Monday, June 18, 2012


As I spend time with my grandchildren, I like to watch their development and skills that they acquire through their play. My grandson says it best when he says, "I do it myself." They like us to watch and encourage and talk to them but they want to be in charge. That important journey toward independence can be observed on the playground. As they fearlessly jump on the equipment and venture forth into a new experience, their fearless, optimistic outlook on the outcome is taken for granted to be one that they will like. 

They like to be cheered for their efforts, but the adults have to take care not to take away their open acceptance of a little daring. If the adults only give precautions when absolutely necessary, their self confidence is reinforced. We try not to interfere unless something is obviously dangerous. They quickly figure out the connection between actions and consequences. 

Problem solving skills are greatly developed as they get to figure out how to get something to function as they desire whether it is getting on a new playground toy, repairing a toy, or reading on a Nook. My grandson is in a jigsaw puzzle phase so he puts together one after another. He likes to show me how they go together, but my help or suggestions are not welcome--"I do it myself," he says. When a toy stops working, he races to the pantry to get the battery box to replace the battery. 

My granddaughter loves her books and the American Girl catalog. With her birthday coming up, she has a shopping list. I don't read books to her because she wants to read to me. I love listening to her reading her books and sounding out the new words. I can't remember a specific phrase that she often uses but I will always remember her brother's "I do it myself." It reminds me of my dad's often used phrase, "You think about it."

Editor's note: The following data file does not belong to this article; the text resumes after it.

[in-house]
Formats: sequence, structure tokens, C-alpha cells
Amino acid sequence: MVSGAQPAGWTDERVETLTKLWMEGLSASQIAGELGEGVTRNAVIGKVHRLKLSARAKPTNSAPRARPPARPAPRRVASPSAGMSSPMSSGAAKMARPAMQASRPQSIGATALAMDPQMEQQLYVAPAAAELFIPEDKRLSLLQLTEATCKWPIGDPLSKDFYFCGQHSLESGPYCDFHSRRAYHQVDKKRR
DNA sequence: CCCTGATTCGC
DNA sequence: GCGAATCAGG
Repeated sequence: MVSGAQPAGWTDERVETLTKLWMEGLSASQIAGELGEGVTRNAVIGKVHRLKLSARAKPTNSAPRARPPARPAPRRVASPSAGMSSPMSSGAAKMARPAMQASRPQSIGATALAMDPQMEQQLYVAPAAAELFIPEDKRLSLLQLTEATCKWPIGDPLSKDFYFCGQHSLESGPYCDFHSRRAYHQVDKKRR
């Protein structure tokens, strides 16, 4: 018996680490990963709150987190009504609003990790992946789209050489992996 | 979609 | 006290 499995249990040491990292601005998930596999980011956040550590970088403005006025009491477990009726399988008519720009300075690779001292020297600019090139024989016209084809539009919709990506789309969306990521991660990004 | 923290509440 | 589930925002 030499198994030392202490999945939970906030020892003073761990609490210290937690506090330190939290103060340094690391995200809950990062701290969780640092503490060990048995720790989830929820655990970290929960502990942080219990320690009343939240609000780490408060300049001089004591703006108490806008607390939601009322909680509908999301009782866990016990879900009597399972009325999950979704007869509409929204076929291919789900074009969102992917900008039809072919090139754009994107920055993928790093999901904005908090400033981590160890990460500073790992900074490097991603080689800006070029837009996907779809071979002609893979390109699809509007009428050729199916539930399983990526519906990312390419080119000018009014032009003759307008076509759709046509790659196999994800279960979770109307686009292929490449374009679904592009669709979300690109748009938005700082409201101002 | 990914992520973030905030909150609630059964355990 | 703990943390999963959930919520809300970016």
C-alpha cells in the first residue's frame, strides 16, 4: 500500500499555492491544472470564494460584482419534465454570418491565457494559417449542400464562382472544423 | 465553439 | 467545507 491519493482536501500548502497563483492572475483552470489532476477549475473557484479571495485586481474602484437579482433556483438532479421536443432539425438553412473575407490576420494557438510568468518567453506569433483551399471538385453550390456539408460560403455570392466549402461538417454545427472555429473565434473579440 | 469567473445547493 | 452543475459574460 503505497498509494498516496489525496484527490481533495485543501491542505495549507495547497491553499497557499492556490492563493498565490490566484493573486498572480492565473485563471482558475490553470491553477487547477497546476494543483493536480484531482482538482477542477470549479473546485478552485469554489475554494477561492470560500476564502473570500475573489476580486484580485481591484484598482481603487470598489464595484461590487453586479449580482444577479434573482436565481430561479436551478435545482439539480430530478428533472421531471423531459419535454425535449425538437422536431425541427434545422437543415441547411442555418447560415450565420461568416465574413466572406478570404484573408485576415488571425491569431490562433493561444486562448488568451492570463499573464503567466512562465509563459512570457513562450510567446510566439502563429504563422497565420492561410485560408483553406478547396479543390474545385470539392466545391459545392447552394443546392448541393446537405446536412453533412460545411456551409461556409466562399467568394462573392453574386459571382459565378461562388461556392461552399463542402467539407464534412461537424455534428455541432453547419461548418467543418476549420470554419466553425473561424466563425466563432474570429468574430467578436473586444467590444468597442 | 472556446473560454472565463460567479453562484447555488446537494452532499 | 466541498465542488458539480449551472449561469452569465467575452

I like seeing how confident they have become through the freedom they have been given to explore their abilities. They exist in a little protective cocoon of which they are very unaware. They are surrounded by watchful adults with structure without excessive supervision. They have been trained to clean up the toys at regular intervals--before a meal, before leaving to go home, before going to bed and they do a really good job of understanding the concept of neat, organized toys on shelves. They thrive on the structure of knowing the reliable expectations. I'm always eager to see their latest achievements each time I visit with them.

Thursday, June 14, 2012

And Justice For All

On Flag Day, I am reminded of the Pledge of Allegiance and the last phrase--"And Justice for All".  We can all argue the validity of that lofty goal and whether we can really claim its achievement. I always hesitate to get involved in political discussions because a good lawyer can argue many shades of gray on any issue and I'm not a lawyer. I received an interesting e-mail and I suspect many others with blogs have also seen this item.